How to Communicate With a Deaf Dog? (Hand Signals Chart)

Photo of a Jack Russel dog looking to a hand signal. How to Communicate With a Deaf Dog?

If your dog is deaf, you can still communicate with them just like a hearing dog. However, your methods will have to be a little different! Here’s all you should know on how to communicate with a deaf dog.

The best way to communicate with a deaf dog is through vibration. Tap on the floor or another surface that they can feel it through and use enough of a vibration to get their attention. When they feel it and look at you, add a hand signal to help them understand why you “called” them. You can also try flashlight training, leash tugging, rump tapping, and waving.

Below are more communication, discipline, and training suggestions to help you communicate effectively with your deaf dog.

How do you get the attention of a deaf dog?

When you are looking to get your dog’s attention, most just yell their name. This obviously doesn’t work if your dog is deaf! So, as introduced above, here are the main ways to get your dog’s attention:

  • Stomp for vibrations
  • Use a flashlight
  • Try a leash tug
  • Rely on the rump tap
  • Give them a “pay attention” command

Stomp for vibrations

The most common way for owners to communicate with deaf dogs is to stomp or tap on something, which will cause a vibration that your dog can feel. You don’t need to jump up and down or knock sharply on anything. Just create enough of a vibration that your dog will sense it and respond by looking at you!

Looking at you is the goal of whatever approach you take since these methods replace calling your dog’s name.

Use a flashlight

Similar to how you would use a clicker for a hearing dog, a flashlight will become your go-to tool for a deaf dog. Use a small one that isn’t so bright it’ll hurt your dog’s eyes. Shine it at a location or your dog in a short pattern they’ll associate with paying attention.  

Try a leash tug

If your dog is outside with you and on a leash, you can gently tug on the leash to get them to turn and look at you. Most find that 2 gentle tugs are enough to do just that. The emphasis is to pull gently on the leash in a pattern they recognize!

Rely on the rump tap

Whether on a leash or not, you can tap your dog’s rump to do the same thing. This is a great one for dogs that enjoy being touched, specifically. A light but firm tap on your dog’s rear end should be enough.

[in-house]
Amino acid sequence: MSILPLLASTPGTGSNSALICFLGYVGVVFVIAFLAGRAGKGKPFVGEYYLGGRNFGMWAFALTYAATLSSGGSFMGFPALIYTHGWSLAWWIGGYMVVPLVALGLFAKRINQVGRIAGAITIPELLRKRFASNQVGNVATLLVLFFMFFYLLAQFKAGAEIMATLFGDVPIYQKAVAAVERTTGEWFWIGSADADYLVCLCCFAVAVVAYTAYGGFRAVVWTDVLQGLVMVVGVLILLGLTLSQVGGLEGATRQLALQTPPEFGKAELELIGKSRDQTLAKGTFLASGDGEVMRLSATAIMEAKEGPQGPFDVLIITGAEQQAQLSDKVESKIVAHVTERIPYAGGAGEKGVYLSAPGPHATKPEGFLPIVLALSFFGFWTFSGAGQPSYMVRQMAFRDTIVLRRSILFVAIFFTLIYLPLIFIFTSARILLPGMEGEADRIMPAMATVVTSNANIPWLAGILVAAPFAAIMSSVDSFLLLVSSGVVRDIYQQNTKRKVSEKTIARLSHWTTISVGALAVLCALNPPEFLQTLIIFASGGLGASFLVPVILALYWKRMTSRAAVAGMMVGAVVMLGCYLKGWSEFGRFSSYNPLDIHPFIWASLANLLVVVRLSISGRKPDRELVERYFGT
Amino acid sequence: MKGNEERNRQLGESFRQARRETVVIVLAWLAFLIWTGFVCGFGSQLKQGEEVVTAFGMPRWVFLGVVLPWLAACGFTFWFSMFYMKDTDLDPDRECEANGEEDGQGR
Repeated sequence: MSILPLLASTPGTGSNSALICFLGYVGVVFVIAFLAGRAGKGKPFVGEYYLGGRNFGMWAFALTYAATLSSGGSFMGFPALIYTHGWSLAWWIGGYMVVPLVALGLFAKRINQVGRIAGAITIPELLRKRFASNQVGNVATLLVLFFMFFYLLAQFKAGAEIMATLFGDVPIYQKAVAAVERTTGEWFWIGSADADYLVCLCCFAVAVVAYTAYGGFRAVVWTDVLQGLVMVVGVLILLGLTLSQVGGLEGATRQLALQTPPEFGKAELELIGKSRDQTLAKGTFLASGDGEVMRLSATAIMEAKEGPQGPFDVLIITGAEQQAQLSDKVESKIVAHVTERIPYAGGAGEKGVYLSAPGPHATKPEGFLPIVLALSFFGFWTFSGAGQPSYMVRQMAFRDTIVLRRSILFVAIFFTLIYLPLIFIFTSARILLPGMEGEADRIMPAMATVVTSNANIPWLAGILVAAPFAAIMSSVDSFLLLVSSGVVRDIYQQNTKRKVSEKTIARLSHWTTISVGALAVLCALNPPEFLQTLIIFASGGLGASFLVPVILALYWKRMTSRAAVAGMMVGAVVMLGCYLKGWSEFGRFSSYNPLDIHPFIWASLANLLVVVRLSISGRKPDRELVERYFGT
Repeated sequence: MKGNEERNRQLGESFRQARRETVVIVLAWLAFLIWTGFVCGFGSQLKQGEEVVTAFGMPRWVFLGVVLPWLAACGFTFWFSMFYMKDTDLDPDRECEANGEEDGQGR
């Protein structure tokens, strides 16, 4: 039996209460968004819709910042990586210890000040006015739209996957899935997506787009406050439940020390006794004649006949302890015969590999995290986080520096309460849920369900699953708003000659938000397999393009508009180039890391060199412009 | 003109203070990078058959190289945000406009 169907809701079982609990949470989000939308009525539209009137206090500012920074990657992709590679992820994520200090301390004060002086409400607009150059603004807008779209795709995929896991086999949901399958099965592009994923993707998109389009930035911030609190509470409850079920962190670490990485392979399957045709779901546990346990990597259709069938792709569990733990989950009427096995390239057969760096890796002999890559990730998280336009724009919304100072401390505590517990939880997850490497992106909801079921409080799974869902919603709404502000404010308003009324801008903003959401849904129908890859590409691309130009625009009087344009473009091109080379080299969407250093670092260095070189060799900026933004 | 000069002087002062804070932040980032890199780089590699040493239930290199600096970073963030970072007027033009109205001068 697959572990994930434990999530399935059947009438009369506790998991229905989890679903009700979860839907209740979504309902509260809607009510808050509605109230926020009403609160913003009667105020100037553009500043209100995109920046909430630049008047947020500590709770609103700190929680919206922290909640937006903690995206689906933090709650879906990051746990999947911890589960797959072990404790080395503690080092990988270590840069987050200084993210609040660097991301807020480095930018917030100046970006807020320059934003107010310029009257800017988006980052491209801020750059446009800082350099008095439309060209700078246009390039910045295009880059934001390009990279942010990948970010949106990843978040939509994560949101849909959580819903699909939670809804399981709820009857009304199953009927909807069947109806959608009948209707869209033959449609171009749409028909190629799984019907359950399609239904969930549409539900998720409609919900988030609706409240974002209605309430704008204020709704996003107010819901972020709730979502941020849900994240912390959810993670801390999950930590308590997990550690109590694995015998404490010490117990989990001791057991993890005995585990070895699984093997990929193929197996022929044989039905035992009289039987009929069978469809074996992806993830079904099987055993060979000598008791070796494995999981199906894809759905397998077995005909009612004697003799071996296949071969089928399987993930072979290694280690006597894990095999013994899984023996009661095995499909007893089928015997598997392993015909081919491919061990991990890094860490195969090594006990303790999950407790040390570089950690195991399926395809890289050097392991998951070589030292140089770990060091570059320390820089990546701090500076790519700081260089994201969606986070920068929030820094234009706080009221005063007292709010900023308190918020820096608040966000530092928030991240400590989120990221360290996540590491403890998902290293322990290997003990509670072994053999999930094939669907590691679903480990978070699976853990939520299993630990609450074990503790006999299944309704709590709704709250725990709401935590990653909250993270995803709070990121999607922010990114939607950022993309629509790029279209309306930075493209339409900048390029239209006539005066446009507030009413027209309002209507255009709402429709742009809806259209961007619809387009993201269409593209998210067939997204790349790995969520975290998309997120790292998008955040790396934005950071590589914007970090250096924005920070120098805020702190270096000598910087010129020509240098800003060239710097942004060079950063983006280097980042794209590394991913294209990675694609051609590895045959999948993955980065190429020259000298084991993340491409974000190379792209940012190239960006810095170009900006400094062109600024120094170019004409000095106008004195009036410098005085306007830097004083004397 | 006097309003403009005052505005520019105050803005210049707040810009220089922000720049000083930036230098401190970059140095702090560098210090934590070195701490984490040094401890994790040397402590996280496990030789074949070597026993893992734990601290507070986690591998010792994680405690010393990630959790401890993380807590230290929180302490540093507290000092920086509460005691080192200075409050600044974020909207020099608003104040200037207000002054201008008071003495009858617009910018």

Remember to give them a “pay attention” command

Whatever choice feels right for you, ensure that you always follow it up with a command that you choose for “pay attention.” You don’t want to use one of these choices and then confuse your dog about why you did it.

Giving them a command directly after helps them to understand the attention-seeking motion is to deliberately get them to pay attention.

How do you call a deaf dog?

Using one of the methods above, you can combine it with a hand signal that they’ll learn to be their name. For example, instead of “pay attention,” you can make up a hand signal that means their name! This will replace it and also personalize it for your dog. Any command you give your dog should follow this hand signal for your dog’s name.

Can a deaf dog hear a dog whistle?

No, a dog can’t hear a dog whistle. If a dog is slowly losing its hearing instead of dealing with total deafness, it isn’t wise to rely on the whistle since your dog will more than likely lose the remainder of their hearing. At that point, the whistle will stop working, and it’ll cause confusion for your dog.

How do people communicate with deaf dogs?

The main communication with deaf dogs involves touch and physical motions. These could be as detailed as American Sign Language (ASL) or as simple as hand gestures that you make up. Your dog won’t know the difference, after all.

The other main communication method is direct eye contact! This is called “check-in” behavior, which we’ll discuss next. Deaf dogs have heightened senses in other areas, too, allowing them to use eye contact and sensation efficiently and effectively.

How do you train a deaf dog to look at you?

Getting your dog’s attention is going to be vital in getting them to listen to you (no pun intended). We talked about how to call your dog above using one of those methods, but is there a way to get your dog to look at you? Yes, actually. This is what we called check-in behavior above.

This is a routine or habit you can teach your dog using a flashlight or vibration communication method we mentioned earlier. Give them the prompt and then when they look at you (the end goal), use the flashlight to reward them or give them a treat. You’ll need to do this regularly, so they start to pair the action of looking at you with a reward.

Over time, your dog will start to check in by looking at you regularly to see if you need anything. You can stop flashing or treating when your dog gets the hang of it. Instead, you can use a command to get him to do something, show him one for “good boy,” or something similar.

Are vibration collars good for deaf dogs?

The above methods are recommended for deaf dogs since they have a higher success rate. However, you can consider a vibration collar if you’d prefer. These are specialized forms of collars that offer a gentle, slight vibration to get your dog’s attention.

They can be helpful for dog owners who want to use a handheld device to get their deaf dog’s attention, but make sure that you only use this if you’re committed to helping your dog understand what it is.